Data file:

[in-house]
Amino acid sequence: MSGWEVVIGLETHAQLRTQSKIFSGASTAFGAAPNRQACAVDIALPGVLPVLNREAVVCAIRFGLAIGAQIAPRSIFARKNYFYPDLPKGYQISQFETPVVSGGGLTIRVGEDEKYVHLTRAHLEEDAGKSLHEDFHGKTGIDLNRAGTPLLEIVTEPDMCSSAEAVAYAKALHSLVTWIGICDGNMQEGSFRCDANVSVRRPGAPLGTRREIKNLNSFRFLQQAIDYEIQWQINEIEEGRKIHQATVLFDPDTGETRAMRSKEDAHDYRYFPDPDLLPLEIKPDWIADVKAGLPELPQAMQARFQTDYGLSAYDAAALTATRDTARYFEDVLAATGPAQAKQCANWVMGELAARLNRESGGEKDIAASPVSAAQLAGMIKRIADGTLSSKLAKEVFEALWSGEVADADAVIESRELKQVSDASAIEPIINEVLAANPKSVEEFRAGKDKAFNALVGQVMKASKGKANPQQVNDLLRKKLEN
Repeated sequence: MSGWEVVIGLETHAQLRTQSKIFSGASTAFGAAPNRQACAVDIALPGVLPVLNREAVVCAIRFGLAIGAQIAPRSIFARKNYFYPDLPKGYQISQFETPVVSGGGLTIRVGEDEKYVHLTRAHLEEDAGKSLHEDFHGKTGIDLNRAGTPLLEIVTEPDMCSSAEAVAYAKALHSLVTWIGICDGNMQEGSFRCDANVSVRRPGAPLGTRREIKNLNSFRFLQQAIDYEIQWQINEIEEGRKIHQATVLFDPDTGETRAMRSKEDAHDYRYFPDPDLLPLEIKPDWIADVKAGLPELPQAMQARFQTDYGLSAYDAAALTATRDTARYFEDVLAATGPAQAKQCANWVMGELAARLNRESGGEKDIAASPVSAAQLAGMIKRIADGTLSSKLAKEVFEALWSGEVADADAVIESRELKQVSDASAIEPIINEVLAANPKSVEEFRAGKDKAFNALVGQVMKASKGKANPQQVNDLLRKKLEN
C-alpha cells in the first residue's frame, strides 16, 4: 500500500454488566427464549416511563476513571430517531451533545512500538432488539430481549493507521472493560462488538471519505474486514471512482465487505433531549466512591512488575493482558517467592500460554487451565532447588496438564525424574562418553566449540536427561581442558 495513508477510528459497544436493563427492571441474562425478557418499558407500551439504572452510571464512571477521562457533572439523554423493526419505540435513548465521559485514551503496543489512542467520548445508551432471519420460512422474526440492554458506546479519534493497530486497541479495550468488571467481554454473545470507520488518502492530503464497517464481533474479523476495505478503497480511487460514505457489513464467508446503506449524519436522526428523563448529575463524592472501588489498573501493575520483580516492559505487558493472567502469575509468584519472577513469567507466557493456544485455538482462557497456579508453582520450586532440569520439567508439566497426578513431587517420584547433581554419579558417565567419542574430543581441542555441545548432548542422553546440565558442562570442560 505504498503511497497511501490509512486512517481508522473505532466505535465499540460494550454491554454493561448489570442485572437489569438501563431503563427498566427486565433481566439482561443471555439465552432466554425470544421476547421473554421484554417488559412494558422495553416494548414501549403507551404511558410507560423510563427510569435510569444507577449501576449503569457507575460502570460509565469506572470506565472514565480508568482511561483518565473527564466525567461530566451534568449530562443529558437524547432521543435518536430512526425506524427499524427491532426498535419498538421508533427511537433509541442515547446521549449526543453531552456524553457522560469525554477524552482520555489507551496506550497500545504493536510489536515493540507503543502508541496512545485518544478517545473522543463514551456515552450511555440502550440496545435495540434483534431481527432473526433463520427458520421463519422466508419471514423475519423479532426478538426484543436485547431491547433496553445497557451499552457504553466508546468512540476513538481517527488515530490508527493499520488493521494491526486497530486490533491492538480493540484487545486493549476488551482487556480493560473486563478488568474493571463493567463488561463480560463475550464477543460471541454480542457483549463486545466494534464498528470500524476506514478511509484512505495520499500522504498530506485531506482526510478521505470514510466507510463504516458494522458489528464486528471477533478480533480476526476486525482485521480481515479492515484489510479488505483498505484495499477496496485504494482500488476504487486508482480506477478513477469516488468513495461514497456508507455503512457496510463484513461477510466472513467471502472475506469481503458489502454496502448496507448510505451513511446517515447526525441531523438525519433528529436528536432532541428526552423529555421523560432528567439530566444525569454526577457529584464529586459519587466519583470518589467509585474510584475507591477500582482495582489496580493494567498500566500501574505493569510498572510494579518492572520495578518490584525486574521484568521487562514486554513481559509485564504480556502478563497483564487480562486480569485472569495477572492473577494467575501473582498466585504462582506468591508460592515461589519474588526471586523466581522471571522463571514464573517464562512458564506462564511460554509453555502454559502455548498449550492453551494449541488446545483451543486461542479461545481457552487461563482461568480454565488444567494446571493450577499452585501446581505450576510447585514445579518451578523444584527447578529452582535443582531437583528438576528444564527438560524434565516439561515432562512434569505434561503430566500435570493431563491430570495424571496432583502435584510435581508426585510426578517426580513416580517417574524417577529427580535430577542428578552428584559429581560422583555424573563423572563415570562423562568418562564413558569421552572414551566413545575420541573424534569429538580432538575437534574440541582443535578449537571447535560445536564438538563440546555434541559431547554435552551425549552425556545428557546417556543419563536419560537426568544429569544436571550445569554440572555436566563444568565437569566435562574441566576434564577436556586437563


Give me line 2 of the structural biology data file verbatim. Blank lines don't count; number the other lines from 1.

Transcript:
Amino acid sequence: MSGWEVVIGLETHAQLRTQSKIFSGASTAFGAAPNRQACAVDIALPGVLPVLNREAVVCAIRFGLAIGAQIAPRSIFARKNYFYPDLPKGYQISQFETPVVSGGGLTIRVGEDEKYVHLTRAHLEEDAGKSLHEDFHGKTGIDLNRAGTPLLEIVTEPDMCSSAEAVAYAKALHSLVTWIGICDGNMQEGSFRCDANVSVRRPGAPLGTRREIKNLNSFRFLQQAIDYEIQWQINEIEEGRKIHQATVLFDPDTGETRAMRSKEDAHDYRYFPDPDLLPLEIKPDWIADVKAGLPELPQAMQARFQTDYGLSAYDAAALTATRDTARYFEDVLAATGPAQAKQCANWVMGELAARLNRESGGEKDIAASPVSAAQLAGMIKRIADGTLSSKLAKEVFEALWSGEVADADAVIESRELKQVSDASAIEPIINEVLAANPKSVEEFRAGKDKAFNALVGQVMKASKGKANPQQVNDLLRKKLEN